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Internal Effects of Hurricane Sandy

By: Erica Walker

Hurricane Sandy hit the East Coast on Sunday, October 28, 2012, causing about 36 deaths and making 3.1 million people lose power. Abigail Yohannes, a freshman, says that she had family members who “had to live in a hotel” due to the damage to their home.  However, Virginia’s negative effects do not seem large compared to New York’s and New Jersey’s destruction.

Some students at Tuscarora did have some belongings damaged during the storm, though. George Vandelay, a senior, shared that a tree fell on top of his car. Also, junior Jacqueline Simet stated that “a tree fell on my garage,” which caused the family to put new shingles on the entire roof.  Those who lost power mentioned that the power only went off for a couple minutes, and it didn’t impact them very much.

Students received the news  that Loudoun County Public Schools had Monday and Tuesday off, but not the rest of the week since it was the end of the first quarter. Multiple students had quizzes and tests moved to the second quarter because of the storm. Yohannes claims, “It was annoying [that my test got moved], because I got an A on my test, but it doesn’t count for the quarter.” However, senior Kulsum Dhirani was mad. He says, “[I] thought my teacher was going to push back our test.” The teacher, however, did hand out the test, and Dhirani was unprepared.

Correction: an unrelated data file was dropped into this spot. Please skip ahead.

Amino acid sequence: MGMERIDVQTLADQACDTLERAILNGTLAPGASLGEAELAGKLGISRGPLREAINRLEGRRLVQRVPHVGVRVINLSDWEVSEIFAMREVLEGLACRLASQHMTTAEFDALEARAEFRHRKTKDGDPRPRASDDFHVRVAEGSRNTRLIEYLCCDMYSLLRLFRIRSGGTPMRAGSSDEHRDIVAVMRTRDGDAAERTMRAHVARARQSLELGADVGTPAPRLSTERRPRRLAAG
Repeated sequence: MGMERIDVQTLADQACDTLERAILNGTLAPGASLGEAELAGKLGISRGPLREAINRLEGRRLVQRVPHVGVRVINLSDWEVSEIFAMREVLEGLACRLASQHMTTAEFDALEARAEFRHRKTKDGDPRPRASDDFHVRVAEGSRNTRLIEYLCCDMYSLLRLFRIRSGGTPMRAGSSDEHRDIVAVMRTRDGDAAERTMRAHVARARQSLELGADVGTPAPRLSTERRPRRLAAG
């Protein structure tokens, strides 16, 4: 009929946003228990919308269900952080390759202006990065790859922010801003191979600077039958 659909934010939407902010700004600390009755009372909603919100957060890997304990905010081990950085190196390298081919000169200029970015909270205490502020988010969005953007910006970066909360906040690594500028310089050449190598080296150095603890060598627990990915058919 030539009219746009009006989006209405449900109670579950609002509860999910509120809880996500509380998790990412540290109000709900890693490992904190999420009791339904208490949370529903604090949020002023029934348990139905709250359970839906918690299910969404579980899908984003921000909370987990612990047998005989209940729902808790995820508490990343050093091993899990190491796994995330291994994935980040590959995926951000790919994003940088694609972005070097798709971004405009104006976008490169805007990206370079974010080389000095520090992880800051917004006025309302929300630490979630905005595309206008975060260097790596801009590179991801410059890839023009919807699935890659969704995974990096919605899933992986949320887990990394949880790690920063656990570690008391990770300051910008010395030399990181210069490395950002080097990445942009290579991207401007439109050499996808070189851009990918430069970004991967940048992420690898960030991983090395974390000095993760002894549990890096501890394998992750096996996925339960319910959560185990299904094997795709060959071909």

Jordan Stevens, a senior, spent a majority of the extended weekend doing homework and writing college essays. She thought having Monday and Tuesday off was “helpful [because] I had time to get my work done.”  Like Stevens, Vandelay included that “I spent a majority of my weekend doing homework.” Dhirani, however, only spent an hour on homework but was ready to turn in the work she already did.

The New York Times included an interactive map on their website in order to show the effects of Sandy on the East Coast. According to them, while places like Virginia Beach and Norfolk were flooded on Monday, a blizzard was taking place in southern Virginia that same day.  About 1,000 roads were closed due to the “high tide” floods. Compared to the damage done in the upper East Coast, we got off easy.

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